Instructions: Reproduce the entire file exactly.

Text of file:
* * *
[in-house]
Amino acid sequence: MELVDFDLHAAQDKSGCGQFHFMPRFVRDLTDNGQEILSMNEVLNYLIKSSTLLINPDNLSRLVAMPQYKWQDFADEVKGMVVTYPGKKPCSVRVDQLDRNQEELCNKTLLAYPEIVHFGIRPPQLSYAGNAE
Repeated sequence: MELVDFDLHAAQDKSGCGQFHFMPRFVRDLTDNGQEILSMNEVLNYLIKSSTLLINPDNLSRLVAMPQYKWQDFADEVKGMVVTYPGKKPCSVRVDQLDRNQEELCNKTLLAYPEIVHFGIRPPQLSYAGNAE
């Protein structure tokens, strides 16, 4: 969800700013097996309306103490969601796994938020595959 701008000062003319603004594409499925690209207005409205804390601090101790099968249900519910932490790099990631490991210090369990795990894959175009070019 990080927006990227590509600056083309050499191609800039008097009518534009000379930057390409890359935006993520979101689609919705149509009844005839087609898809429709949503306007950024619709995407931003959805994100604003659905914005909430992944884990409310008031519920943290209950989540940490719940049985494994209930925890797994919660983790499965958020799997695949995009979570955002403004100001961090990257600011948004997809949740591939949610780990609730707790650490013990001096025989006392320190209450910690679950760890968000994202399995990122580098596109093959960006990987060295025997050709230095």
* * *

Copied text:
[in-house]
Amino acid sequence: MELVDFDLHAAQDKSGCGQFHFMPRFVRDLTDNGQEILSMNEVLNYLIKSSTLLINPDNLSRLVAMPQYKWQDFADEVKGMVVTYPGKKPCSVRVDQLDRNQEELCNKTLLAYPEIVHFGIRPPQLSYAGNAE
Repeated sequence: MELVDFDLHAAQDKSGCGQFHFMPRFVRDLTDNGQEILSMNEVLNYLIKSSTLLINPDNLSRLVAMPQYKWQDFADEVKGMVVTYPGKKPCSVRVDQLDRNQEELCNKTLLAYPEIVHFGIRPPQLSYAGNAE
């Protein structure tokens, strides 16, 4: 969800700013097996309306103490969601796994938020595959 701008000062003319603004594409499925690209207005409205804390601090101790099968249900519910932490790099990631490991210090369990795990894959175009070019 990080927006990227590509600056083309050499191609800039008097009518534009000379930057390409890359935006993520979101689609919705149509009844005839087609898809429709949503306007950024619709995407931003959805994100604003659905914005909430992944884990409310008031519920943290209950989540940490719940049985494994209930925890797994919660983790499965958020799997695949995009979570955002403004100001961090990257600011948004997809949740591939949610780990609730707790650490013990001096025989006392320190209450910690679950760890968000994202399995990122580098596109093959960006990987060295025997050709230095």